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Canadian Small Aircraft Now Require Terrain Awareness System

Canadian Small Aircraft Now Require Terrain Awareness System, August 2012In early July, a new safety regulation was announced by Transport Canada: All Canadian private turbine-powered and commercial aircraft with six or more seats must install a Terrain Awareness Warning System (TAWS).

Transport Canada feels the new TAWS ruling will improve safety for small Canadian aircraft, especially those in the northern part of the country, where there are few international airports and planes commonly fly into wilderness, mountainous regions or remote locations where there is poor weather or low visibility and a higher potential for controlled flight into terrain (CFIT) accidents — when a plane crashes into an undetected surface.

A spokesperson for the Transport Canada said the new ruling will bring Canada — which has been criticized in the past for having less stringent small aircraft aviation requirements — more in line with International Civil Aviation Organization standards for U.S. and European small aircraft.

In March 2000, the Federal Aviation Administration (FAA) amended the operating rules of small aircraft, requiring that all U.S. registered turbine-powered planes with six or more seats must be equipped with an FAA-approved TAWS.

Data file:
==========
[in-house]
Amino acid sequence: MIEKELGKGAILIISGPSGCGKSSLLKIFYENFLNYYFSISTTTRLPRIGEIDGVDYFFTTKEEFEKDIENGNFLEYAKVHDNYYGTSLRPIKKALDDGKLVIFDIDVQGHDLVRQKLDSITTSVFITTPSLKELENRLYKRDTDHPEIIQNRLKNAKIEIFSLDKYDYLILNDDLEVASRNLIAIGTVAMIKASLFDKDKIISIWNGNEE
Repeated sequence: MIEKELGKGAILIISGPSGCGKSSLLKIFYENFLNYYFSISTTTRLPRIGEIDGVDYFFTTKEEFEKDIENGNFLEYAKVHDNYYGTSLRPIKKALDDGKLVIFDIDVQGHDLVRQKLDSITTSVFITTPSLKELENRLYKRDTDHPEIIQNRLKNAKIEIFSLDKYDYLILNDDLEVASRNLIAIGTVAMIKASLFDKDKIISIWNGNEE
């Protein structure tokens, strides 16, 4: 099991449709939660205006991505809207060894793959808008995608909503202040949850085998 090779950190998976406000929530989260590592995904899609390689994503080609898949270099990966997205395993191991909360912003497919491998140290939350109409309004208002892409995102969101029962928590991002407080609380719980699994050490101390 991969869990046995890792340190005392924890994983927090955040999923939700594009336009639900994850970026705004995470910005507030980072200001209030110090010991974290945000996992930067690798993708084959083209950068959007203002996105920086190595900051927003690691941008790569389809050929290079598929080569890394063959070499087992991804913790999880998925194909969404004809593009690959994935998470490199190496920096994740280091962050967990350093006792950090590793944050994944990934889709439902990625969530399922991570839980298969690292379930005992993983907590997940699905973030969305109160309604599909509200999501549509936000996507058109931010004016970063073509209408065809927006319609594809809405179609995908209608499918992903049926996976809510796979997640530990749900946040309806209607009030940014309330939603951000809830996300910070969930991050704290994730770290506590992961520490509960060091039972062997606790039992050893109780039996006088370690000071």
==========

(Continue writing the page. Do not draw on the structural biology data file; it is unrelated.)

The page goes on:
How TAWS Works

Also known as Enhanced Ground Proximity Warning System (EGWPS), TAWS cross references an aircraft’s navigation Global Positioning System with a worldwide digital database of the Earth’s terrain. If there is a discrepancy, pilots and crew receive an advance warning of terrain hazards — an audio and/or visual alert warning if a plane is in danger of colliding with a mountain, terrain, water or other obstacle. The aviation industry has recorded a number of “saves,” where fatal accidents have been avoided, thanks to a TAWS alerting the crew to the hazard.

Advocates vs. Critics

A member of the Transportation Safety Board said the TAWS requirement will improve safety in Canadian small aircraft, especially for pilots and crews who fly in the more extreme north in low-visibility conditions.

But some critics of the new rule complain about the expense of having to install new TAWS in their planes — each TAWS costs about $10,000 per plane to purchase and install. The price of TAWS is said to be going down, however.

Another criticism: The Northern Air Transport Association also warns that TAWS technology is not failsafe. A system can show “false positives,” and give a collision warning when there is actually no danger.

Transport Canada is requiring that all private turbine-powered and commercial aircraft with six or more seats must install a TAWS within two years. They are not requiring planes with five or fewer seats to install a TAWS.

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